David Fincher is one of American cinema’s true visionaries, so it makes sense that he’d be attracted to the story of the making of Orson Welles’ Citizen Kane. Yet rather than fixating his gaze on the wunderkind auteur behind that film—often regarded as the greatest yet made—Fincher has, with Mank, instead chosen to focus on Herman J. Mankiewicz, the brash, boozy screenwriter who penned its script. Or, rather, helped pen it, since the precise authorship of Welles’ classic has long been in dispute, both by the principals themselves, who tussled over credits, and later by critics, most famously Pauline Kael, who in her 1971 The New Yorker essay “Raising Kane” argued, controversially, that Mank’s artistry was most directly responsible for Citizen Kane’s greatness. Such contentious debates are now themselves a part of Hollywood lore, and Fincher dives headfirst into them with meticulous flair, aiming in the process to engage both cinephiles and casual moviegoers alike.
That the Zodiac and The Social Network director generally succeeds is a testament to his own formidable talent, here felt in every expertly manicured composition, sculpted to resemble a frame found in a 1940s film. Shooting on digital, Fincher crafts an homage to the early days of celluloid, awash in gorgeously radiant and angular chiaroscuro lighting, transitional fades to black, and faux cigarette burns to indicate where the (non-existent) reel changes should occur. Also denoting the location of each new scene with on-screen text taken from a script, Fincher creates a modern-day facsimile of a feature from the era of Citizen Kane—an impressive feat that’s almost too perfectly achieved, the material calling such intense attention to its own form that it almost suffocates under the weight of its own self-consciousness.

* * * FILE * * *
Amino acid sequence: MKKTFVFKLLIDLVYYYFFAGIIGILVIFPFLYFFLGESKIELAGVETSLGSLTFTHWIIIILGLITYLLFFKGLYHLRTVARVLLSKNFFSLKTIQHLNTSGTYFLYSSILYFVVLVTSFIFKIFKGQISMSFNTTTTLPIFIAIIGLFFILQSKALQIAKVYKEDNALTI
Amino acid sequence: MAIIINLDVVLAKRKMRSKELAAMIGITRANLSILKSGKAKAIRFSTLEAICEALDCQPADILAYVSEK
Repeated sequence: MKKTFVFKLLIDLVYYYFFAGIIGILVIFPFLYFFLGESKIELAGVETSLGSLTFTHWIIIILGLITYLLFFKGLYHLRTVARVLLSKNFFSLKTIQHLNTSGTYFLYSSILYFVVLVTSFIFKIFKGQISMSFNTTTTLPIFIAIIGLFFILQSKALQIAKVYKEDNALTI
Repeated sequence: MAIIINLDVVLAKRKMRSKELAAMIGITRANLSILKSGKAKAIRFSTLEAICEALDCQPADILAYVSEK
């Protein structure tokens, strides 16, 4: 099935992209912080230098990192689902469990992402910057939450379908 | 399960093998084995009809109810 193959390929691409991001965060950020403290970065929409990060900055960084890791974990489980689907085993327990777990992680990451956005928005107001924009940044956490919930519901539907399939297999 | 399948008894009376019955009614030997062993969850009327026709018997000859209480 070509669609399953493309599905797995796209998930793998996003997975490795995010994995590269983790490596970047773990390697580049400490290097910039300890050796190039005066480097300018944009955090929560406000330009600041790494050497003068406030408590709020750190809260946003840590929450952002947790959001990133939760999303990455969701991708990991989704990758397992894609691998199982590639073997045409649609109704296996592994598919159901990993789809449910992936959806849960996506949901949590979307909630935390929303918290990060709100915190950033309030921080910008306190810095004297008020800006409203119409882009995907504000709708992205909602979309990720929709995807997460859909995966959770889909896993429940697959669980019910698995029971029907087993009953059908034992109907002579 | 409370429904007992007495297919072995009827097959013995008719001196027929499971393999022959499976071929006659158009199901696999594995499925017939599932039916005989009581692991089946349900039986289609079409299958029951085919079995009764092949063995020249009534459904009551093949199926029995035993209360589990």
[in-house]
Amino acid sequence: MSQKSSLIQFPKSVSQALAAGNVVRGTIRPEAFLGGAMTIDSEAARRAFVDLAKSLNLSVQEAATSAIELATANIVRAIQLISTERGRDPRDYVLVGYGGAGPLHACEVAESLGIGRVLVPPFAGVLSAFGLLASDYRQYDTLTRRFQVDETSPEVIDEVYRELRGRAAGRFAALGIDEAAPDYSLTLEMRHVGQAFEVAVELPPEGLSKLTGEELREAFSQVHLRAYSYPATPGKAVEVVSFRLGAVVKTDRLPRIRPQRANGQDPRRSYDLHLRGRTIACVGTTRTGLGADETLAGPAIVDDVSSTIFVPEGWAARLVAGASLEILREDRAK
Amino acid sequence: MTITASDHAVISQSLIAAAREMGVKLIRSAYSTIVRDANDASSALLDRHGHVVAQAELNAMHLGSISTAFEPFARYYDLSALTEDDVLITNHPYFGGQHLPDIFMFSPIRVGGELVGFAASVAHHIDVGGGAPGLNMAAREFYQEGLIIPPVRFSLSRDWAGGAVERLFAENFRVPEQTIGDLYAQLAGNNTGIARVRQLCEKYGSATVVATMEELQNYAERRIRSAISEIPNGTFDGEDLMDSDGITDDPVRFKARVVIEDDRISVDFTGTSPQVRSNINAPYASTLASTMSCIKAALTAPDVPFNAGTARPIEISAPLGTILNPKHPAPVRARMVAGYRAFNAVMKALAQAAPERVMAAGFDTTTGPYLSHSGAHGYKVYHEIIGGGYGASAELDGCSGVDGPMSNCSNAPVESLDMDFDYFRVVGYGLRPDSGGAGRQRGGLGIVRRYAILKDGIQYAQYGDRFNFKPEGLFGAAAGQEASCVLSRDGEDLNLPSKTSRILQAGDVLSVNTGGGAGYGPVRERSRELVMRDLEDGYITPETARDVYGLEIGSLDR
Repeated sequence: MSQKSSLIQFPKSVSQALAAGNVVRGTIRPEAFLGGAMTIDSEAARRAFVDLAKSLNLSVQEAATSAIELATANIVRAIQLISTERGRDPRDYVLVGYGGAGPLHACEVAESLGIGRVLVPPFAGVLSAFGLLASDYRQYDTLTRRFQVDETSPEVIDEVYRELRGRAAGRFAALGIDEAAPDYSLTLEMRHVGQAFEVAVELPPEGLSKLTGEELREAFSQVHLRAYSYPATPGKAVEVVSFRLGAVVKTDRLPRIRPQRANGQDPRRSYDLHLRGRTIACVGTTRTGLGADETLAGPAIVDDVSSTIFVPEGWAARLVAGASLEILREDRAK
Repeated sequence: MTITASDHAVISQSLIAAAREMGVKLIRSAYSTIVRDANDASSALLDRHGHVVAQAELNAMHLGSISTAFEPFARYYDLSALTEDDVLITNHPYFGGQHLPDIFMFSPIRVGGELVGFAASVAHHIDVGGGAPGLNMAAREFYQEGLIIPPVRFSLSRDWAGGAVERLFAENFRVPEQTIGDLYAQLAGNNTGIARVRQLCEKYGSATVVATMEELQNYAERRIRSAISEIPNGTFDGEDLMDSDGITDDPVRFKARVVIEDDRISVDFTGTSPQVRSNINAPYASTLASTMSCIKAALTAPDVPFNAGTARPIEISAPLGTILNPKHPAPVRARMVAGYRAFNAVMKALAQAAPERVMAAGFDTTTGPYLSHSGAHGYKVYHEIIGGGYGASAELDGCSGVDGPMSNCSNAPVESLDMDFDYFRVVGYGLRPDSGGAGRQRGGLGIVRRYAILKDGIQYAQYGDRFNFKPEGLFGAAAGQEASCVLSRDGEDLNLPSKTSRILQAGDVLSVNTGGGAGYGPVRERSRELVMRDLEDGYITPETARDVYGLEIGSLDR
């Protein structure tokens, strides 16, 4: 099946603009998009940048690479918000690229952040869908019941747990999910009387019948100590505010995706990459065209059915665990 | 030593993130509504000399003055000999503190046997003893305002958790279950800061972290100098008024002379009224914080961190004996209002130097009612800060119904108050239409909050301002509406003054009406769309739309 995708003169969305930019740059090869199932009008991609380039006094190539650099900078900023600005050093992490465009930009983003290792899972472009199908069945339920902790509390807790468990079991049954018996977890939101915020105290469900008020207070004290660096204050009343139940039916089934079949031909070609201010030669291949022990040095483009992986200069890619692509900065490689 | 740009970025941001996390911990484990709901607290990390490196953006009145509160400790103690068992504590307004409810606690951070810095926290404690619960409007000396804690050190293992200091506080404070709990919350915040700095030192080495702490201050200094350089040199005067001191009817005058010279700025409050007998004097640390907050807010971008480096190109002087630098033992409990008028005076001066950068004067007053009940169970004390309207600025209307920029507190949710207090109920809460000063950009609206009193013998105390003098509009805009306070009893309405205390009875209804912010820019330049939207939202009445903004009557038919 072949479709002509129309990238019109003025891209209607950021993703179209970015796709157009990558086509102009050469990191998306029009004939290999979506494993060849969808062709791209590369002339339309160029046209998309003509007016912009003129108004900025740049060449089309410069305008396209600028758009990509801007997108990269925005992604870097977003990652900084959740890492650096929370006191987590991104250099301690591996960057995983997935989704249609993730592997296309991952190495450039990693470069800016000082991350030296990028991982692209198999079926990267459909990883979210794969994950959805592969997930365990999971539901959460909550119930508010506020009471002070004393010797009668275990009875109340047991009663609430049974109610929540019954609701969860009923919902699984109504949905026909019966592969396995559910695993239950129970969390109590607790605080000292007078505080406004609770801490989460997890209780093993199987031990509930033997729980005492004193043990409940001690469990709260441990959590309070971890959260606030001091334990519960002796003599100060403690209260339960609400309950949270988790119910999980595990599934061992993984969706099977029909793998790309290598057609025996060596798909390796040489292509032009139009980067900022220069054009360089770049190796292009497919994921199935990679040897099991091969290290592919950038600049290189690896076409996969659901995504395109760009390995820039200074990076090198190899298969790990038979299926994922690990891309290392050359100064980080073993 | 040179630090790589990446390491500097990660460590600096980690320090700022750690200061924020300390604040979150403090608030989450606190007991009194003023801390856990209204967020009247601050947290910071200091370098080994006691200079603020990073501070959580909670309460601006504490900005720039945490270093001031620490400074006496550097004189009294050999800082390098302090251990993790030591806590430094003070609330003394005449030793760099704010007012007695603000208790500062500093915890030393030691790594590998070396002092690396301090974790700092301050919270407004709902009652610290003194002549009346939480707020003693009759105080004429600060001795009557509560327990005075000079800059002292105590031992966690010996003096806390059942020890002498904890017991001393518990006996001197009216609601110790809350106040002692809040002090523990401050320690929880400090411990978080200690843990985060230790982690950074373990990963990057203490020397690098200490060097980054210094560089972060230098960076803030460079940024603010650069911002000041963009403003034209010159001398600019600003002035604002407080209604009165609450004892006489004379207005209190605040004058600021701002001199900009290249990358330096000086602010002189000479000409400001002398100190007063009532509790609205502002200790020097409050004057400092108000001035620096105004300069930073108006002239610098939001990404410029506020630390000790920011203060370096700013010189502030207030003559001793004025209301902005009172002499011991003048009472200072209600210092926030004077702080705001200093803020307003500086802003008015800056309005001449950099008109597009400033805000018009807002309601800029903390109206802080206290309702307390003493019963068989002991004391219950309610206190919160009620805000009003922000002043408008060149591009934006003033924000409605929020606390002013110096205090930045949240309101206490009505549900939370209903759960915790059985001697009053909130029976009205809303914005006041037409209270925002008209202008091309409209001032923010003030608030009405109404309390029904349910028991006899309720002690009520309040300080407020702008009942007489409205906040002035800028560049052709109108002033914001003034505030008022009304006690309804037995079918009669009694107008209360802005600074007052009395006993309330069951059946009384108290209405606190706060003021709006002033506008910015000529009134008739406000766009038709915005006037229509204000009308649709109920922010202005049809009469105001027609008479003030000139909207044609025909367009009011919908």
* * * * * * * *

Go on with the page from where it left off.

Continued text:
Written by Fincher’s late father Jack, Mank (on Netflix Dec. 4, and in theaters now) is a film at war with itself—simultaneously heartfelt and chilly; ravishing and wooden; boisterous and airless—which also goes for its center of attention. As embodied by a charismatically schlubby Gary Oldman, the perpetually hungover and disheveled Mank is a talented scribe with a gift for off-the-cuff bons mots, a fondness for grandiose gestures and behavior, an addiction to booze and betting big, and an idealistic streak that borders on the self-destructive. When we first meet him, he’s retreating to North Verde Ranch with a broken leg (courtesy of a car accident) to begin work on his collaboration with Welles (Tom Burke), who suggests their partnership at woozy Mank’s hospital bedside while dressed in a black hat and cloak, and sporting a dark goatee, as if he were the devil proposing a Faustian bargain. Welles is one of two titanic forces whom Mank will soon engage in personal and professional battle, and the fact that the screenwriter is wounded and incapacitated from the start says much about his chances of victory.